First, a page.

This began the third and final phase of redevelopment called CityPlace which called for a multipurpose development of commercial, residential, and retail along the western section of the Railway Lands. The current CityPlace development was conceived by Concord Adex Developments, the same company that helped revitalize a large section of former Expo 86 lands in Vancouver, who purchased the land in 1997 from the Canada Lands Company.
The final portion of CityPlace to be developed is Block 31. Initially, the proposal for Block 31 included a 42-storey mixed-use tower (alongside schools and community centre). It was criticized for the shadows it would cast over nearby amenity spaces and the site's adjoining Canoe Landing Park, as well as the views it would partially obstruct.
Following a round of public consultations in early 2015, the new schematic design for Block 31 was revealed. It will include two schools and a new community centre. Toronto District School Board (TDSB) and the Toronto Catholic District School Board (TCDSB) have both been designated to use the new space. The shared school building will seek to maximize spatial efficiency, with a common gym and theatre complex for both schools. Block 31's design attempts to maximize available green space. With an articulated green roof spanning the complex's footprint. The 150,000 square foot complex is expected to cost $55 million to construct, and is set to be completed by 2019. The schools are Jean Lumb Public School, named after Jean B. Lumb, the first Chinese Canadian woman and the first restaurateur to receive the Order of Canada for her community work; and Bishop MacDonell Catholic School, which is named after Alexander Macdonell, the first bishop of Kingston in Upper Canada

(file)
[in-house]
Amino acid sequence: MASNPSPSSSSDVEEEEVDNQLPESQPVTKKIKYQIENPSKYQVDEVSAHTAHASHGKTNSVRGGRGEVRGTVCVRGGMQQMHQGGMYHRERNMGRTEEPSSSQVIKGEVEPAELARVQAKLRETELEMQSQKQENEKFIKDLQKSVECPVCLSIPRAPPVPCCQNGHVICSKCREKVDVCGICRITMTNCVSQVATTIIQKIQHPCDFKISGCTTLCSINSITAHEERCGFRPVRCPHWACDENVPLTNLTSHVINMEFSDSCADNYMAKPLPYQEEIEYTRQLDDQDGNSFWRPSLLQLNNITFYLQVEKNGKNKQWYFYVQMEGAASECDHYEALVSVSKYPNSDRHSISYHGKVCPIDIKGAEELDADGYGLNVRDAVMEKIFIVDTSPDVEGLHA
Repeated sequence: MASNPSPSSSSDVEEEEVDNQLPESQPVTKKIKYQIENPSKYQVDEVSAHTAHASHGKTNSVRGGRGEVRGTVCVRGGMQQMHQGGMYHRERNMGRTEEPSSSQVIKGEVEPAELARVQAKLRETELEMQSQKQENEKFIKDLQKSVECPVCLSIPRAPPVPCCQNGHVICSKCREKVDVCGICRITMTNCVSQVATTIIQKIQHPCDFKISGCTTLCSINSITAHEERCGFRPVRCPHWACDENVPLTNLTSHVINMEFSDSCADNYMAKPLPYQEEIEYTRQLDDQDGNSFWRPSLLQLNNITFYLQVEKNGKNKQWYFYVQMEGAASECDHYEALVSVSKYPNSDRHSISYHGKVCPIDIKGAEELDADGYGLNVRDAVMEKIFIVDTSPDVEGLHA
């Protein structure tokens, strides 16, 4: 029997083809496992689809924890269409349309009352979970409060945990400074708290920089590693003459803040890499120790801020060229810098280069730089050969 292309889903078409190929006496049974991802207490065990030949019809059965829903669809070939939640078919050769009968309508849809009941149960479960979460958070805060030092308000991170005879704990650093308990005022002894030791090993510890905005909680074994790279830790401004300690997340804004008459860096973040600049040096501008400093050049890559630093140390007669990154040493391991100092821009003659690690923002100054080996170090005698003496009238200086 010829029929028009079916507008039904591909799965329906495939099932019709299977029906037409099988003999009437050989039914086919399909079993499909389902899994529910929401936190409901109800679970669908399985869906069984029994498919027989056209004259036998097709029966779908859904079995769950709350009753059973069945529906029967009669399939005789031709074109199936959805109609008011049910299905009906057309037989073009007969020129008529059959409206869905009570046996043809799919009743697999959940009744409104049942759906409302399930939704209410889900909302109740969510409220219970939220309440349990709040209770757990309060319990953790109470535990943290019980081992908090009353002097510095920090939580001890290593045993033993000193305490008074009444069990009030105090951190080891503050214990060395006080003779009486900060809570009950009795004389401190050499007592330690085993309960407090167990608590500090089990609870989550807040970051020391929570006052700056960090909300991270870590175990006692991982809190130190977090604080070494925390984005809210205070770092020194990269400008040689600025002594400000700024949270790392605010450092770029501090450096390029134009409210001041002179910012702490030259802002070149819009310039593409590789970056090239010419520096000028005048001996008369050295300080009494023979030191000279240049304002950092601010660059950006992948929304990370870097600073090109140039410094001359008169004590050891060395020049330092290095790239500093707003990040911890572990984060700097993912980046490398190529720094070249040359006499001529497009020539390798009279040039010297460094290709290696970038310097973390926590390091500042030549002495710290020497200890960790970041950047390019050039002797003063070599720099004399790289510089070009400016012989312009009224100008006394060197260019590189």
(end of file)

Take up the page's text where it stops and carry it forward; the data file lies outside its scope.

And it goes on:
- Project size: 18 hectares (44 acres) including an 8-hectare (20-acre) community park. 7500 residential units upon completion.
- Residential development is divided into 10 street blocks, numbered from 1 to 10. Each street block contains a number of residential towers with its own sets of common facilities.
- Block 1 was developed first with 4 towers, namely Matrix A/B (Completed 2002) and Apex C/D (Completed 2003), all with Front Street West addresses. The street block features buildings directly facing the entertainment district and the closest walk to the Financial District.